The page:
In all honesty I’d probably ask for a suggestion at a local hardware store. If they’ll be more for decoration and less an actual path you could probably get away with chalk paint that you seal up. But if it will be high traffic I’d definitely ask the paint counter and see what they’d suggest. Good luck (and send me a pic if you paint any – it sounds gorgeous!)

  • Carol Lacey

    May 14, 2016 at 4:41 PM

    Those are adorable

  • travis dillon

    May 14, 2016 at 4:45 PM

    looks good / thanks.

  • Kathy

    May 14, 2016 at 7:02 PM

    Amazing things

  • Dudee

    May 14, 2016 at 9:32 PM

    Wow very pretty thanks

  • Sherri

    May 14, 2016 at 10:46 PM

    Love your concrete creations. Can the rubber mat that you inserted into the concrete re-usable or does it tend to break when you peal it out after it’s dry? Thanks, Sherri

    1. Allison Murray

      May 15, 2016 at 7:32 AM

      If you remove it carefully and make sure that you don’t push it so far into the concrete that it spills over the back of the mat you can reuse that business for EVER! I used 2 cut outs to make 6 stones so far and they’re both still intact so I can make more. Since we’re renting Rob and I thought it might be a bad idea to make too many because then we have to move them so I’m saving everything to make more once we find a home to buy!

  • Erica Smith

    May 14, 2016 at 11:27 PM

    Love these Allison!!!! Found you through HomeTalk and soooo glad I did!!! My first time commenting on any of the blogs from HT! The stepping stones deserve a round of applause! ??? I L❤VE the mat you used!!! My favorite flower is the Sunflower and wold be so happy to have some like yours to walk along a path to my Garden! Happy Crafting…keep up the GREAT blog and a BIG thanks to Rob for his boosting you….we all benefited from your courage!!! Could you tell Me how to share the ones I’m now going to make with you? Thanks for the inspiration!!!!!!!
    ☆Prim Blessings☆
    Erica Smith

    1. Allison Murray

      May 15, 2016 at 7:30 AM

      Wow! Thanks so much, Erica! I am so excited to have you here and I hope I don’t disappoint with future projects! When you make yours you can either email me directly at allison @ dreamalittlebigger.com (no spaces) or you can post them onto the wall of my Facebook page here! I’m so excited! I can’t wait to see yours :)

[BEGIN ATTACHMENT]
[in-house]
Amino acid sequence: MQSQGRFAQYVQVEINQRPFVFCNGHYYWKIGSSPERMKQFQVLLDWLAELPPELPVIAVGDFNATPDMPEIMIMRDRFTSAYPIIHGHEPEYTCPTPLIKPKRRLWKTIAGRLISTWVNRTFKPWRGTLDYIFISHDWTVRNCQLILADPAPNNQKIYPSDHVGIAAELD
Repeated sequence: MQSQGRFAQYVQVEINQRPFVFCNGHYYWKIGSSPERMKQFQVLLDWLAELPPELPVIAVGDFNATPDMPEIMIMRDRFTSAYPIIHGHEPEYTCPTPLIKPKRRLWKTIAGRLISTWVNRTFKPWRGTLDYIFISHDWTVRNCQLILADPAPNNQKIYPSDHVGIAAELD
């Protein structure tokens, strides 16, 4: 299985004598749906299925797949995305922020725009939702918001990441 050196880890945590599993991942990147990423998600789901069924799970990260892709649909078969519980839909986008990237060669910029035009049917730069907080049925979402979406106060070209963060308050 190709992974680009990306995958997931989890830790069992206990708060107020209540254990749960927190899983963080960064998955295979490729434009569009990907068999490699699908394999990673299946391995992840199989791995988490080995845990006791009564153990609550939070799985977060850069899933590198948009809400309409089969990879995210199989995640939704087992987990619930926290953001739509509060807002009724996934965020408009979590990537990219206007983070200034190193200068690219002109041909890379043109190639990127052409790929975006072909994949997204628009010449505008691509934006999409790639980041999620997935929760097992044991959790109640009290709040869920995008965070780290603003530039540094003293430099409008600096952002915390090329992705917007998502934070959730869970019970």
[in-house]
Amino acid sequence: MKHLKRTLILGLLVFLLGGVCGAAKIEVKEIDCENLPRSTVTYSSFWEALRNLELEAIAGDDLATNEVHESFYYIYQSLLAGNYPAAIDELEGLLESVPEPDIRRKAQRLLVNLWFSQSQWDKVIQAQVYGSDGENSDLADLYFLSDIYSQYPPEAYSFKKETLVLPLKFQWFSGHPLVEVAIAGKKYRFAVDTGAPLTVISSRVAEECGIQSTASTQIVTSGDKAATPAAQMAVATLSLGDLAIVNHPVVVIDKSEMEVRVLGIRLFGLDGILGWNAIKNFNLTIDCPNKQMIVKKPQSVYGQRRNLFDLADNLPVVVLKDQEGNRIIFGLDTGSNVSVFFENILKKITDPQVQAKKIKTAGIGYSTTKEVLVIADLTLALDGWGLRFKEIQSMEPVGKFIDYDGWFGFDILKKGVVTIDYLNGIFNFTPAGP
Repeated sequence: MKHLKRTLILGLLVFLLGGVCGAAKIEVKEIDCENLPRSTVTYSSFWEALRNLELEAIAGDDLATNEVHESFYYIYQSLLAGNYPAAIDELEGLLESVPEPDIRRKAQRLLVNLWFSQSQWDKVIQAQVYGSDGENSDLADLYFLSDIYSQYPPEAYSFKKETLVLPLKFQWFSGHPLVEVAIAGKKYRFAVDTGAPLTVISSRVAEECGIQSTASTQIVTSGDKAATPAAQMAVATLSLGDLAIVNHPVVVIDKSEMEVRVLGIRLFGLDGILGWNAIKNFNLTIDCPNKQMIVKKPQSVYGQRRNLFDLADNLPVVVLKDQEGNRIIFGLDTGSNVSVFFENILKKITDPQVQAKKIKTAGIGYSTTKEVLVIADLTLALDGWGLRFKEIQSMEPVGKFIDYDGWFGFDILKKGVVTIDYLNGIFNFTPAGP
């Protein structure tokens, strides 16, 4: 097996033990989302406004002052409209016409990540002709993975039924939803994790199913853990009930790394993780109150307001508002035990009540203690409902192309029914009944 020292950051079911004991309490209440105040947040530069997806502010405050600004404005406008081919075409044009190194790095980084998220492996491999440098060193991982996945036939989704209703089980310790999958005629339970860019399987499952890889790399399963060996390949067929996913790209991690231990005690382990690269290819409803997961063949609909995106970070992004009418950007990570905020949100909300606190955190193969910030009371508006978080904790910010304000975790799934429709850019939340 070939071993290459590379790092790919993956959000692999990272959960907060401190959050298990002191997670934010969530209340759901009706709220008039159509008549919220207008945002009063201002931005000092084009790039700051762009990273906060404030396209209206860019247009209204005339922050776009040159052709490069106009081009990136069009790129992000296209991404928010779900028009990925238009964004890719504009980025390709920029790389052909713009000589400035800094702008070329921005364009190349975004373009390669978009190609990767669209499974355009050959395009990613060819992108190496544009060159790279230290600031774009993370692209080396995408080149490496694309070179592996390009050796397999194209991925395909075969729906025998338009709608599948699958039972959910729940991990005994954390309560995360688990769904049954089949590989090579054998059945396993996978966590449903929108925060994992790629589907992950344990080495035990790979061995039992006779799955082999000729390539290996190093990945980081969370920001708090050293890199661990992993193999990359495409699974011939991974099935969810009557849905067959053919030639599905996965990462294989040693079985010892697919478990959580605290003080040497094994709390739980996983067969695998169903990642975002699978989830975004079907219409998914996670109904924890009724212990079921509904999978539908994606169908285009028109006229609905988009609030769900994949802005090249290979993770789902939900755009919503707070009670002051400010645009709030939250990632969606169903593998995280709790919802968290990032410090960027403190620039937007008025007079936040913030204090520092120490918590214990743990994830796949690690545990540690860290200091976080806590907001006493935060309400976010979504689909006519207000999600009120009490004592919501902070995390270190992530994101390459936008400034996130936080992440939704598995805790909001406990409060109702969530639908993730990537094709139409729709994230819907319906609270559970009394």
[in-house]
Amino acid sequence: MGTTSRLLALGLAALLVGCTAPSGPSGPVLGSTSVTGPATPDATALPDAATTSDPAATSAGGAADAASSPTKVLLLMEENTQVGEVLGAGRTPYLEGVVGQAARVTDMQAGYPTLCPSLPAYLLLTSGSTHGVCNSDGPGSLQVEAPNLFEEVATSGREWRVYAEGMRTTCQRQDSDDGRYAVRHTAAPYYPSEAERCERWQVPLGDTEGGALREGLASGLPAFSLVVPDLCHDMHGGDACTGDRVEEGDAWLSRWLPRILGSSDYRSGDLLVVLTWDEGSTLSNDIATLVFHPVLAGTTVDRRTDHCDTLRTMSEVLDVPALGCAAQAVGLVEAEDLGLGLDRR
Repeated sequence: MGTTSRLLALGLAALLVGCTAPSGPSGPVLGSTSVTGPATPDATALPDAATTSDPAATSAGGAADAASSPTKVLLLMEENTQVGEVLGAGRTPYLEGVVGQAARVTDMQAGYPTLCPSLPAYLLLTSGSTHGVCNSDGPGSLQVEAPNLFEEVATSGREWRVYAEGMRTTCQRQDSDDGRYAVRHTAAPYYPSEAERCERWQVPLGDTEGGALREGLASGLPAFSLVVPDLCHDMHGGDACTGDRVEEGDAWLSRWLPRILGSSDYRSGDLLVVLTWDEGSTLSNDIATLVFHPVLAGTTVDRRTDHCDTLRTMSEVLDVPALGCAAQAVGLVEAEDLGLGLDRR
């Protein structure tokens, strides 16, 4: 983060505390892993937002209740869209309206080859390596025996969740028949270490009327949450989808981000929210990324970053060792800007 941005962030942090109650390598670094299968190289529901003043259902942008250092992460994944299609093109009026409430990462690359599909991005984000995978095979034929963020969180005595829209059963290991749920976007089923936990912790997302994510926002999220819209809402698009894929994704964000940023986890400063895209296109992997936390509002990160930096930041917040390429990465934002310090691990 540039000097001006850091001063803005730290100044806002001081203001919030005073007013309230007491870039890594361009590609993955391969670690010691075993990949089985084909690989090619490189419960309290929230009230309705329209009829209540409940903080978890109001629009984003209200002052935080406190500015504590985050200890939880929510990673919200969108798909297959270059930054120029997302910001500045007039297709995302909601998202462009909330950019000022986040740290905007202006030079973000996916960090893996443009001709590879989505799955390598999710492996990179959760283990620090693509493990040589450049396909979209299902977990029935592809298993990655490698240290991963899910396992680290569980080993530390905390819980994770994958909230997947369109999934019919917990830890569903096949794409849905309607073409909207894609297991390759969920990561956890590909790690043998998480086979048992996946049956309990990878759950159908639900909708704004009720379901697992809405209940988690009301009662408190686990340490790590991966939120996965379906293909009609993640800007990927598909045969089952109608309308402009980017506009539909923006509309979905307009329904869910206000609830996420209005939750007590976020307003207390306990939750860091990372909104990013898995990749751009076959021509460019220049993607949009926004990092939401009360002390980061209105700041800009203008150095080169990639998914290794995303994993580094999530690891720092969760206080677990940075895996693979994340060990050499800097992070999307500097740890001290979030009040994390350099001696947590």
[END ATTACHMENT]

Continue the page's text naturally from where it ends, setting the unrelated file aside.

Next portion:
• Maribel

    May 15, 2016 at 4:21 AM

    They’re wonderful… I’m gonna try making some for my garden

  • Beam

    May 17, 2016 at 10:01 AM

    You have inspired me to be more creative. What a simple but cute idea! This will be another project for me. Thank you for sharing.

  • Carol

    May 22, 2016 at 9:20 PM

    Does it matter if you use concrete or cement? Our family made some beautiful stepping stones from kits using little colored beads for creative designs, but are afraid they will get ruined if put outside and walked on. Mom is 100 years old and we certainly wouldn’t want the one she made harmed.

    1. Allison Murray

      May 23, 2016 at 8:03 PM

      What I used is actually cement from the craft store for stepping stones BUT I’ve heard from some readers that the cement alone eventually does break down and will often crack open. They suggest using a metal mesh or rods to make them sturdier or to use a concrete for extra strength. I know this doesn’t help much since yours are already made. I think to be save I’d keep Mom’s stone somewhere safe.

  • Jan

    March 6, 2018 at 12:54 PM

    Can’t wait to try never thought of mats great idea

    1. Allison Murray

      March 7, 2018 at 2:48 PM

      Good luck!

  • Christine

    August 15, 2018 at 5:33 PM

    we love this idea. And I’ve been wanting to make something like this where it’s embedded and there’s the Deep crevice. because then in the Deep crevice I’m going to Mosaic it with different colors of tile

  • juli

    September 9, 2018 at 6:42 PM

    is there a concern about water sitting in the crevices? also, are these really thick enough to step on, hubby is 200 +? thanks ☺

    1. Allison Murray

      September 11, 2018 at 12:25 PM

      Water seems to mostly come out of the sides so it doesn’t really pool up. Just be sure that your embossing extends beyond the edges so the water can drip off. As far as weight goes, I think it should be fine. They will definitely do better if they are on ground that is completely flat. If they kind of tip around a bit because the ground isn’t level, I could see them cracking but if they’re good and flat and stay that way, I think there should be no worries about the hubby :)